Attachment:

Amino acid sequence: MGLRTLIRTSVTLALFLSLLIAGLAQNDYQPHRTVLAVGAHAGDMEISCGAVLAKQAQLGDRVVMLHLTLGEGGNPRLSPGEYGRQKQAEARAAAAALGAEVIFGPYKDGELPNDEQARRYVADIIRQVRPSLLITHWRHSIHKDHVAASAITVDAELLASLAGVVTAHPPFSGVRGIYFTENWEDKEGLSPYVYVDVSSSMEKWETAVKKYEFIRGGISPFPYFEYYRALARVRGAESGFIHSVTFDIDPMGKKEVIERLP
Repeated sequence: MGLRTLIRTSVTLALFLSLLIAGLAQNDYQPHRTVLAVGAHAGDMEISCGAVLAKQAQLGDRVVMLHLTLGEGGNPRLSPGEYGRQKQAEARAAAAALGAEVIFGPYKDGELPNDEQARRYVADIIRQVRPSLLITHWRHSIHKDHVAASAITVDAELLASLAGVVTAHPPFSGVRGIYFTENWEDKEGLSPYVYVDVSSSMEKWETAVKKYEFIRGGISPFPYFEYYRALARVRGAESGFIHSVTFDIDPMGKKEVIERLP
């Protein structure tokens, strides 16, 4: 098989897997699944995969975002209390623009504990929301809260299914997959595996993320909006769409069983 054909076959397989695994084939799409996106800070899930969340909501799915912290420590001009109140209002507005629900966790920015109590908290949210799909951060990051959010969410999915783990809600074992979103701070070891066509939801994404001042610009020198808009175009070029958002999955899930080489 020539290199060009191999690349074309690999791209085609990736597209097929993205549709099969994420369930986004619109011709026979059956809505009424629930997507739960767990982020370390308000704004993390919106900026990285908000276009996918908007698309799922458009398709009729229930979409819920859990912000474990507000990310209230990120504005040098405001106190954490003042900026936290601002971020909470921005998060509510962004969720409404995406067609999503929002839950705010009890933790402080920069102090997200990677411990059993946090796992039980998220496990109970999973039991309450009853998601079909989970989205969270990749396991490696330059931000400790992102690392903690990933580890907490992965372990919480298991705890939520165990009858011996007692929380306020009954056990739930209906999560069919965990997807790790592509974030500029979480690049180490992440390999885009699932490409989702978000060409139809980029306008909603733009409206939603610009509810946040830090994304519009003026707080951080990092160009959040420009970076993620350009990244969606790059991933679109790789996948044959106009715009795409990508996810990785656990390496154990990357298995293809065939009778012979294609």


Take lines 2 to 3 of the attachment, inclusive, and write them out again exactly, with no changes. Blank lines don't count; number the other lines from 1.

Repeated sequence: MGLRTLIRTSVTLALFLSLLIAGLAQNDYQPHRTVLAVGAHAGDMEISCGAVLAKQAQLGDRVVMLHLTLGEGGNPRLSPGEYGRQKQAEARAAAAALGAEVIFGPYKDGELPNDEQARRYVADIIRQVRPSLLITHWRHSIHKDHVAASAITVDAELLASLAGVVTAHPPFSGVRGIYFTENWEDKEGLSPYVYVDVSSSMEKWETAVKKYEFIRGGISPFPYFEYYRALARVRGAESGFIHSVTFDIDPMGKKEVIERLP
């Protein structure tokens, strides 16, 4: 098989897997699944995969975002209390623009504990929301809260299914997959595996993320909006769409069983 054909076959397989695994084939799409996106800070899930969340909501799915912290420590001009109140209002507005629900966790920015109590908290949210799909951060990051959010969410999915783990809600074992979103701070070891066509939801994404001042610009020198808009175009070029958002999955899930080489 020539290199060009191999690349074309690999791209085609990736597209097929993205549709099969994420369930986004619109011709026979059956809505009424629930997507739960767990982020370390308000704004993390919106900026990285908000276009996918908007698309799922458009398709009729229930979409819920859990912000474990507000990310209230990120504005040098405001106190954490003042900026936290601002971020909470921005998060509510962004969720409404995406067609999503929002839950705010009890933790402080920069102090997200990677411990059993946090796992039980998220496990109970999973039991309450009853998601079909989970989205969270990749396991490696330059931000400790992102690392903690990933580890907490992965372990919480298991705890939520165990009858011996007692929380306020009954056990739930209906999560069919965990997807790790592509974030500029979480690049180490992440390999885009699932490409989702978000060409139809980029306008909603733009409206939603610009509810946040830090994304519009003026707080951080990092160009959040420009970076993620350009990244969606790059991933679109790789996948044959106009715009795409990508996810990785656990390496154990990357298995293809065939009778012979294609």